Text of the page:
Intuitive eating doesn’t help one lose weight, though. But then, again, no diet really does — at least, not in an enduringly healthy way. “The research is not promising for sustainable weight loss. We don’t have a method of weight loss that’s really sustainable for longer than two to five years. People might lose weight on diets initially, but then within no more than five years, they gain back their weight — and some go on to gain more weight,” says Krick, adding that dieting can, in fact, lead to weight gain. “Weight gain can be one of the side effects of dieting. Dieting can affect your metabolism, your ability to detect hunger and fullness.”
But despite the merits of intuitive eating, it’s not necessarily for everyone. To begin with, neurodivergent individuals who struggle with interoception and impulse control, or simply process the world differently, might not benefit from intuitive eating either — at least, not from the current framework of the method. In their attempts to read one’s body’s hunger cues, some people might begin overthinking and overanalyzing. It’s also easy for people to mistake a craving induced by a pizza ad on a billboard that they passed on their way back from work, as the body’s need for a pizza. Intuitive eating doesn’t forbid pizzas, though; one’s body might indeed want pizzas from time to time. But mistaking external cues for internal signals is the legacy that diet culture has left us with, making it harder to adopt the practice.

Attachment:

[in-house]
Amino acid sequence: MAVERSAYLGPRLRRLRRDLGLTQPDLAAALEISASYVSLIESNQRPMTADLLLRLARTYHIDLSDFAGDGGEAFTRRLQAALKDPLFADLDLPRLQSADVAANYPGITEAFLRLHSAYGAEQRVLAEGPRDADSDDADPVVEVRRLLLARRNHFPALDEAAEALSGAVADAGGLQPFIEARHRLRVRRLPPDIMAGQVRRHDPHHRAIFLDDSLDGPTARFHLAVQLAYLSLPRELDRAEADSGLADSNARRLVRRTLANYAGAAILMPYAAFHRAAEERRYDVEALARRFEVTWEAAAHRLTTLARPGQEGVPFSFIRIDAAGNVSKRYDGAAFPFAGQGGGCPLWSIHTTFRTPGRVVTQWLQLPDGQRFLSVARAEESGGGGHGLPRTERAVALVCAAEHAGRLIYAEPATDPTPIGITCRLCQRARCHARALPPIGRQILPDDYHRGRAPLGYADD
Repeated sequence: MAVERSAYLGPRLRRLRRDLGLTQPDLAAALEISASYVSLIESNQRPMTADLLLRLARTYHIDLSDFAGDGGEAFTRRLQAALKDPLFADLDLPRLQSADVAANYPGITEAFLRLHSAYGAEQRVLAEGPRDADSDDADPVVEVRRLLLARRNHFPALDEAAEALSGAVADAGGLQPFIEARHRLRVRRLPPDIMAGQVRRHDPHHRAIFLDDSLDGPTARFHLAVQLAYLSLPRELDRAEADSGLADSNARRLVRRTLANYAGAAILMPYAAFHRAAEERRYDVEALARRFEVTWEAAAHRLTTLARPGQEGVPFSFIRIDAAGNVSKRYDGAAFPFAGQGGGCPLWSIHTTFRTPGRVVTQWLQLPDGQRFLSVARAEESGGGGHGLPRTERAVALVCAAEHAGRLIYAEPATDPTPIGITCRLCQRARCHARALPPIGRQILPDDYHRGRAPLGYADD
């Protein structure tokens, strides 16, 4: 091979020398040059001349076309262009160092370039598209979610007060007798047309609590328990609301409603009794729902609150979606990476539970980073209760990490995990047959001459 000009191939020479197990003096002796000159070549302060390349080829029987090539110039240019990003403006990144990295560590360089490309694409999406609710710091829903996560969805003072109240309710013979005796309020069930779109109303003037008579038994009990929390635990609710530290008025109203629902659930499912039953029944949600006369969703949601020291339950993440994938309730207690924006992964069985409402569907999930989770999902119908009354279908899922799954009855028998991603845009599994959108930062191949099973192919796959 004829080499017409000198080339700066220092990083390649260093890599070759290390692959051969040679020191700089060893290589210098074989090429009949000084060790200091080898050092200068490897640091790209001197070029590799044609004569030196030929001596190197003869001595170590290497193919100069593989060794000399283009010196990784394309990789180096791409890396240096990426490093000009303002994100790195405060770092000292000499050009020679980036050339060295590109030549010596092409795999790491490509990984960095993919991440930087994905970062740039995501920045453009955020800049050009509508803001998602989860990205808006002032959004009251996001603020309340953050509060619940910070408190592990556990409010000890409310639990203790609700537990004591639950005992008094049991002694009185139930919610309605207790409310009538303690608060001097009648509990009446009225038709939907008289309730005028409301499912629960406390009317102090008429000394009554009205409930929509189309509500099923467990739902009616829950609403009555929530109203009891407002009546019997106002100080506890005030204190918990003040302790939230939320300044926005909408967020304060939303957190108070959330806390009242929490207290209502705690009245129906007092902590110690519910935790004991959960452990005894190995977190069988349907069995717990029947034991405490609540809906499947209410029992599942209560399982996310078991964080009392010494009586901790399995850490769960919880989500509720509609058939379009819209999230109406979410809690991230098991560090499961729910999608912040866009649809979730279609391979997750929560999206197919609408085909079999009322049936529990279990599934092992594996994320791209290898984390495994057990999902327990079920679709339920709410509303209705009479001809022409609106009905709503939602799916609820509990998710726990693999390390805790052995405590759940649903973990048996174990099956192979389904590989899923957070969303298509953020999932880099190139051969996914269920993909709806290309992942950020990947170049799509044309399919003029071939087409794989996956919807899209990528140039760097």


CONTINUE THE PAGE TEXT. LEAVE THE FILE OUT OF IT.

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Then, of course, there’s stress eating — or, “emotional eating” — which is easy to conflate with intuitive eating, as a result of people mistaking their emotional need for distraction with hunger. “Food and feelings are so intertwined with each other,” says Albers, adding that a “little bit of stress-eating now and then” isn’t such a big deal. “[W]hen we turn to food over and over again to soothe or comfort our feelings, it becomes a bigger issue… This principle is about finding kind ways to nurture, distract, comfort, and cope with your feelings with activities that help you to reduce your stress rather than with food,” Albers adds.
Marci Evans, a dietitian whom Francis spoke with, still encourages everyone, including neurodivergent individuals, to try it — especially if they’re able to access individualized support from an experienced intuitive eating counselor to help them tap into their bodies’ hunger signals better.